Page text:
Community members and security practitioners are taking steps to prepare for the protests. Southwest Tennessee Community College moved all in-person classes to virtual learning, and Memphis-Shelby County Schools cancelled all after school activities for Friday evening.

“Our thoughts and prayers are with the family of Tyre Nichols, and those across the Mid-South affected by this tragedy,” according to a statement from the district obtained by The Memphis Commercial Appeal. “In the interest of public safety, on Friday, January 27, we are cancelling all after-school activities, including YCare and athletic events.”

The Tennessee Department of Safety and Homeland Security plans to monitor the protest activity, and the Tennessee State Trooper Highway Patrol has also said it will stand ready to assist, said Highway Patrol Colonel Matt Perry in a Facebook post.

“What Tyre experienced at the hands of these individuals was not, in any way, an act of law enforcement, and we must demand justice and accountability,” Perry wrote. “No one can defend the acts imposed upon Tyre at the hands of those men. They are appalling and unacceptable. This was a heinous incident that we in the law enforcement profession must condemn and work tirelessly to make sure never happens to any other person.”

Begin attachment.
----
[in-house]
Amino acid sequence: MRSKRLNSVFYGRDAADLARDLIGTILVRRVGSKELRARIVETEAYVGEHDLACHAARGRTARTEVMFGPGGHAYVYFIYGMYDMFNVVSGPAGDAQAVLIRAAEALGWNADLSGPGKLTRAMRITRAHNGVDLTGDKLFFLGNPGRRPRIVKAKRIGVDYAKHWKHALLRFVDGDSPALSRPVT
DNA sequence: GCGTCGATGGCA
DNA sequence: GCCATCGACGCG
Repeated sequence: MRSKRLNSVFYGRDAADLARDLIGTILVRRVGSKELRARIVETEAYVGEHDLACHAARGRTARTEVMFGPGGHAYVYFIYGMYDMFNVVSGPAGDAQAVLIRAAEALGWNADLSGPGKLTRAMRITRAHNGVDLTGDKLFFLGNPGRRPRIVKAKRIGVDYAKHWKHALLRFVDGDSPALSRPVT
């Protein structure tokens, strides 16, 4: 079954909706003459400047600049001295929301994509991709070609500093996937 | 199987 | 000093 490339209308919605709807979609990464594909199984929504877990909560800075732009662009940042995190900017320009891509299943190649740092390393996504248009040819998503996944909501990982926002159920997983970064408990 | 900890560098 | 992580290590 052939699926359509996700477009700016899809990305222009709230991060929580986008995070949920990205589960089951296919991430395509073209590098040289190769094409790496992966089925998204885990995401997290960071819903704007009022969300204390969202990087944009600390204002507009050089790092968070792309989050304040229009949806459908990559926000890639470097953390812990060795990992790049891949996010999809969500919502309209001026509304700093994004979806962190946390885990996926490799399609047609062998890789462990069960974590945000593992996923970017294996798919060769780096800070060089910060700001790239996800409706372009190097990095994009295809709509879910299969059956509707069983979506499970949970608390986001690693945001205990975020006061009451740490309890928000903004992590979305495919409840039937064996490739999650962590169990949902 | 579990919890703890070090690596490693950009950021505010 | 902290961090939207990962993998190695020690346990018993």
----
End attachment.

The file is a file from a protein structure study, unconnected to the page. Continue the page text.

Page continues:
The U.S. Department of Justice has also opened an investigation into Nichols’ death to assess whether his civil rights were violated. 

U.S. President Joe Biden offered his condolences to Nichols’ family and the Memphis community in a statement released by the White House Thursday evening.

“As Americans grieve, the Department of Justice conducts its investigation, and state authorities continue their work, I join Tyre’s family in calling for peaceful protest,” Biden wrote. “Outrage is understandable, but violence is never acceptable. Violence is destructive and against the law. It has no place in peaceful protests seeking justice.”

Biden also urged the U.S. Congress to take action to pass the George Floyd Justice in Policing Act to reduce fatal encounters between minorities and law enforcement. 

“To deliver real change, we must have accountability when law enforcement officers violate their oaths, and we need to build lasting trust between law enforcement, the vast majority of whom wear the badge honorably, and the communities they are sworn to serve and protect,” Biden explained.

As of Security Management's press time, all but one of the defendants had posted bail and been released from the Shelby County Jail. Their next court appearance has not been scheduled yet, and they have not entered pleas. The five former officers face 15 to 16 years in prison, along with a fine of up to $50,000, for the second-degree murder charge alone.